PAUL RUDNICK HAS NO INTEREST IN OWNING A PERSONAL computer. Proudly and profoundly unmechanical, he taps out everything he writes on a trusty electric typewriter. “I type with one finger, which people find disturbing to watch,” says Rudnick, 35, sitting amid the marble busts, Oriental rugs and dark antique furniture—what he describes as “early Vincent Price” decor—in his Manhattan apartment. “I also hit the machine. I take out all my frustrations on it. After all, it’s the typewriter that’s doing the bad writing.”
Rudnick’s IBM takes its share of hits, but it also dishes them out—the latest being Jeffrey, Rudnick’s new, hugely successful off-Broadway comedy about sex in the age of AIDS, which The New York Times’s Frank Rich hailed as “the funniest play of this season.” Another potential winner is Rudnick’s script for Addams Family Values, the sequel to the 1991 blockbuster movie featuring Anjelica Huston and Raul Julia that is clue out this fall. Values isn’t the first screenplay Rudnick has written—he was hired to breathe life into the original Addams Family script. But it is the first he’s getting billing for.
Rudnick can take full credit for Jeffrey, a screwball comedy about a gay man so terrified of contracting AIDS he swears off sex. Jeffrey has already brought the author rich rewards. Several months before his father died of lung cancer last August, Rudnick gave him an early draft of the play. It was Paul’s way of telling him about—and seeking acceptance of—his homosexuality, a topic they had never discussed. “Paul let us into his life with Jeffrey” says his mother, Selma. “We could see him more clearly.” They also saw how happy he was with his life. “My father loved it,” recalls Rudnick. “In the midst of his horrible illness, it was such a positive thing.”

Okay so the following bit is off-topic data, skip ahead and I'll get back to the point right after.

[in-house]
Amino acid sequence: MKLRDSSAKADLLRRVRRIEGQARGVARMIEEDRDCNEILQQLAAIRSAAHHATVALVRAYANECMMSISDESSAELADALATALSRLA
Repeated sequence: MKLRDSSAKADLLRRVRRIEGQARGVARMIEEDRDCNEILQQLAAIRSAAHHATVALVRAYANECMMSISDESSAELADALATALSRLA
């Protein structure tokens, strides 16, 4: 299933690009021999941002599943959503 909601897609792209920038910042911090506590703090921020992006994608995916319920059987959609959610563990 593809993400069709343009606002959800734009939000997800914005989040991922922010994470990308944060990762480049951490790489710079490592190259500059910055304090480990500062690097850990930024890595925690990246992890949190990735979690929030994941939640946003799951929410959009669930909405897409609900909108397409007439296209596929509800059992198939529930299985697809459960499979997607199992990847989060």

While he was growing up in Piscataway, N.J., Selma, a publicist for a theatrical production company, and Paul’s father, Norman, a physicist, took him and his older brother, Evan, to see plays as often as possible. “I thought everything was great,” says Rudnick. “I was in that blissful period before you develop taste.” Assigned in fifth grade to write about who he wanted to be when he grew up, Paul chose Broadway producer David Merrick. “But he knew his teacher wouldn’t know who that was,” says Selma, “so he said, ‘Walt Disney.’ ”
In 1975 Rudnick went to Yale, where he studied drama. “People have memories of me in college that I cringe at,” he says. “I had a bear coat that I wore all over campus. It was the most politically incorrect coat of all time. It was from the ’20s and when it rained, oh, my God. You don’t want to smell wet bear.” Recalls playwright Wendy Wasserstein, a fellow Yalie and close friend: “At Yale, what people said was, ‘He’s the funniest person I know.’ So you sort of knew that he’d succeed because the quality of his wit was so high.”
In 1979 Rudnick moved to New York City, where he worked a string of odd jobs—including writing book-jacket copy—to support his playwriting. Poor Little Lambs was produced to mixed reviews in 1982—way off-Broadway. Two comic novels followed—Social Disease, about New York City nightlife, and I’ll Take It. a tale of three Jewish sisters who love to shop. His third book ultimately became a play—I Hate Hamlet, a comedy about John Barrymore’s ghost returning to coach a fledgling actor, which opened on Broadway in 1991. Hamlet got mixed reviews, but thanks to the onstage conniptions of its temperamental star, Nicol Williamson—who once swatted his co-star onstage with a sword—it did put Rudnick on the map.
Hollywood came calling later that year when Disney commissioned Rudnick to write a script for Sister Act, based on an idea he had offered them in 1988. He says he wrote the screenplay with idol Bette Midler in mind as “this glorious star using all these nuns as her back-up singers.” But after Disney execs changed the premise and cast Whoopi Goldberg, Rudnick look his name off the credits. “What was meant to be a satire of The Singing Nun,” he says, “became The Singing Nun.”
The humor in Jeffrey isn’t satirical; it’s Rudnick’s way of dealing with life in the age of AIDS. “Like everyone else, I take safe sex precautions,” says Rudnick, who isn’t seeing anyone in particular these days. “But I never go as far as Jeffrey does.” Though he has lost many friends—but no lovers—to AIDS, Rudnick is coping well. “Making jokes is a celebration of life,” he says. “Comedy always seems to be a form of hope.”